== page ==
In his own life, Porcari clearly sees the influence: "If I'm teaching a class across campus and I have a jacket and tie on, I'll take my car. If I don't, I'll walk." And if he can get away with wearing exercise attire all day, he does.
Among certain populations — exercise science researchers, personal trainers, fitness writers — there's nothing eyebrow-raising about stretchy fabrics in the workplace. But in most offices, gym clothes are expressly verboten, says Lauren A. Rothman, a fashion consultant and author of the new book "Style Bible: What to Wear at Work."
On the off chance that Workout Wear Friday gets the go-ahead, Rothman would want to establish some ground rules. For starters, nothing ripped, faded or stained. If you're wearing pants that are tight around the crotch or backside, you'll also need a looser-fitted cover-up, such as a jacket or sweater, she says. And please don't show too much skin.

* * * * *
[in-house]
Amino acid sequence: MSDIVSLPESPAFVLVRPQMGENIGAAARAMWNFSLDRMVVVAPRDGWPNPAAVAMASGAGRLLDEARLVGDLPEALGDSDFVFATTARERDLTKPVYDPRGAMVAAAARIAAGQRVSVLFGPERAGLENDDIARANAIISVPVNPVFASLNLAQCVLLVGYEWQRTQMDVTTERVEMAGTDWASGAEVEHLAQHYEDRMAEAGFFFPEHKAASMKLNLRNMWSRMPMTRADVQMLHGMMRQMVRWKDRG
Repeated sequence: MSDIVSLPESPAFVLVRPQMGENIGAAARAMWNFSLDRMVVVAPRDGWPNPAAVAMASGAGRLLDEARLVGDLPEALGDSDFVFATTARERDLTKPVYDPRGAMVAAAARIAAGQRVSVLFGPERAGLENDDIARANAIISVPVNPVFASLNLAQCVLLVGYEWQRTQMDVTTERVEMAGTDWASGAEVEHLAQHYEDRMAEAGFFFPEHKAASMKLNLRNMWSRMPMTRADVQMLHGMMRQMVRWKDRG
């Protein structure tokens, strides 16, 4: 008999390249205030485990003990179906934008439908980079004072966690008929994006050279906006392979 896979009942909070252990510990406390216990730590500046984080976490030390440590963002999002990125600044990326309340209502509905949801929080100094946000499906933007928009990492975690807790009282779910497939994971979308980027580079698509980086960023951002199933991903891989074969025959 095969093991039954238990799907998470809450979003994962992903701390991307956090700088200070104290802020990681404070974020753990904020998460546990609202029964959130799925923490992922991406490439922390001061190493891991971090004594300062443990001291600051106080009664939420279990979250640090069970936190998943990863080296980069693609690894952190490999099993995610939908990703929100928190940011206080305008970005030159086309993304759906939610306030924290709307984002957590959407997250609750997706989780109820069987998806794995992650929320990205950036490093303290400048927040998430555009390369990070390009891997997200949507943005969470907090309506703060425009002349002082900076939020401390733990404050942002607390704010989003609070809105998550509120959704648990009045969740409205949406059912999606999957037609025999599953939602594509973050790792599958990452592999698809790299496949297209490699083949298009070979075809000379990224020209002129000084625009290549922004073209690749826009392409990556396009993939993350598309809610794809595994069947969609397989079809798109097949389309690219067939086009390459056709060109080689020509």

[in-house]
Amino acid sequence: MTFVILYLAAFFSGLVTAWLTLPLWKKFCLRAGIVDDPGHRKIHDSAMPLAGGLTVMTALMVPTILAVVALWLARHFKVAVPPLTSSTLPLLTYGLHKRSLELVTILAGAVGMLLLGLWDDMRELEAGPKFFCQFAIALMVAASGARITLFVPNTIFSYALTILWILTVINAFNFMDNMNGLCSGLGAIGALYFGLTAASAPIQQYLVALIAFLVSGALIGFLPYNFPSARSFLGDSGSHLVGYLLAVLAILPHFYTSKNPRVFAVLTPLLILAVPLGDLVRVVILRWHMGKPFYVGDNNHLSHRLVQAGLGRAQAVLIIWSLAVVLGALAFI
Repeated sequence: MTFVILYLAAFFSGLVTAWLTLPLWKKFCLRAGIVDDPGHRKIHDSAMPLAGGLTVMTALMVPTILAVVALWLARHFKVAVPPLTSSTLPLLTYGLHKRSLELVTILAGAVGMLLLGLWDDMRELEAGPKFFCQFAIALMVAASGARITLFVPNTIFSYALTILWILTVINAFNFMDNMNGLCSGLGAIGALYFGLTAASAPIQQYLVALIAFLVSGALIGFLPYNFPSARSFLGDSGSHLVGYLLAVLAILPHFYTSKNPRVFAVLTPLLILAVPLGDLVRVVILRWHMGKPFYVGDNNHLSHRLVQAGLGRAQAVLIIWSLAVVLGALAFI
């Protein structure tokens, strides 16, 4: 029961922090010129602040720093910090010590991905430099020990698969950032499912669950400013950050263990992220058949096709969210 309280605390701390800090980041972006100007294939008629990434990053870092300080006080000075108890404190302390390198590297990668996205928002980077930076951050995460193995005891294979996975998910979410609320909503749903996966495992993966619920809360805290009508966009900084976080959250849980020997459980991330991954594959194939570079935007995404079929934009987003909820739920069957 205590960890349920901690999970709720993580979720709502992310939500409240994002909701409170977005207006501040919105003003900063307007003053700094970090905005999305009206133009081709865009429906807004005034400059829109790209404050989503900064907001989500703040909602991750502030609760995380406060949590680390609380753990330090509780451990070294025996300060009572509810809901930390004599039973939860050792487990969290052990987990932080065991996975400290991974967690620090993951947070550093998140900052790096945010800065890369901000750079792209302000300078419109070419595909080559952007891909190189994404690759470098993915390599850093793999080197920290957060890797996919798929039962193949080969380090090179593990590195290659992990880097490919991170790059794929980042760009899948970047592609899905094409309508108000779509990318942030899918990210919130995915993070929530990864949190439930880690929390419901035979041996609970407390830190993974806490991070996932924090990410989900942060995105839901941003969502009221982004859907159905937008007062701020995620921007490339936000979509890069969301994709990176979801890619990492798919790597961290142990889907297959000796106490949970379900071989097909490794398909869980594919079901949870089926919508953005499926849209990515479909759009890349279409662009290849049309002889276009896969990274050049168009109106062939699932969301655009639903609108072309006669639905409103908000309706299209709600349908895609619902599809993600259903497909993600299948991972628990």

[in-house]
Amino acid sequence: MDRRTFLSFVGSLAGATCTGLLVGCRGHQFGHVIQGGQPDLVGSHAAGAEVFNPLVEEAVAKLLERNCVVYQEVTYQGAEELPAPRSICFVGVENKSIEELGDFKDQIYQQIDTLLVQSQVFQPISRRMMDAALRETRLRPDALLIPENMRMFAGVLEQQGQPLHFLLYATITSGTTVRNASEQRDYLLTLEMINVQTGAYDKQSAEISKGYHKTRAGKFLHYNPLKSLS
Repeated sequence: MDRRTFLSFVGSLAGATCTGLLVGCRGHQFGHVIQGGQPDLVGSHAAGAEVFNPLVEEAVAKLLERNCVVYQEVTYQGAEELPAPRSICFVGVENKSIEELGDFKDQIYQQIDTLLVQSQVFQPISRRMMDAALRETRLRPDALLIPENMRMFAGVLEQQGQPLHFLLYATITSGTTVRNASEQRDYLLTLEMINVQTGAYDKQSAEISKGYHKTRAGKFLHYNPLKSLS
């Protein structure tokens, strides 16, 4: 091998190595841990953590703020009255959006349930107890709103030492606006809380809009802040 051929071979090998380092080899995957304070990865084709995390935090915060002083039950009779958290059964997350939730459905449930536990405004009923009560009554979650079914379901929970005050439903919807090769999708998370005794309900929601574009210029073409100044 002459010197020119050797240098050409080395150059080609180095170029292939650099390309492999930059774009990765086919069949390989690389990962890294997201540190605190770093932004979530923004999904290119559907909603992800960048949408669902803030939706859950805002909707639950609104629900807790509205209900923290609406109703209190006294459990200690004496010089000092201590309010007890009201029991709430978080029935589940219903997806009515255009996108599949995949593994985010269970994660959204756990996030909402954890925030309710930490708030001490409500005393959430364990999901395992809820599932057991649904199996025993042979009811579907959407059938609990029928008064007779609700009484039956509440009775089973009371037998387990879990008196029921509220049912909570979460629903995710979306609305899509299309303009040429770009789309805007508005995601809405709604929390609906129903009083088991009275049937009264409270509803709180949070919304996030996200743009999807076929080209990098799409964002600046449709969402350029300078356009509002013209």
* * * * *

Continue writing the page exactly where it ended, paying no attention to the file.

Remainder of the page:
Any exercise attire for the office has to be an upgrade from what you'd throw on to go to cycling class. "Match your shoes to the outfit. It should almost be equivalent to a suit. Don't just hodgepodge it," Rothman decrees. Even tiny details matter. ("An ankle sock is best — there's no need for excess sock," she opines.)
One factor in my favor, Rothman says, is that activewear has gotten a major upgrade in recent years. Brands are focused not just on the technical aspects of their products, but also the fit and the styling. So even though there aren't many places out there selling Dress Pant Yoga Pants, it's not such a stretch to find articles of clothing that serve the same dual purpose.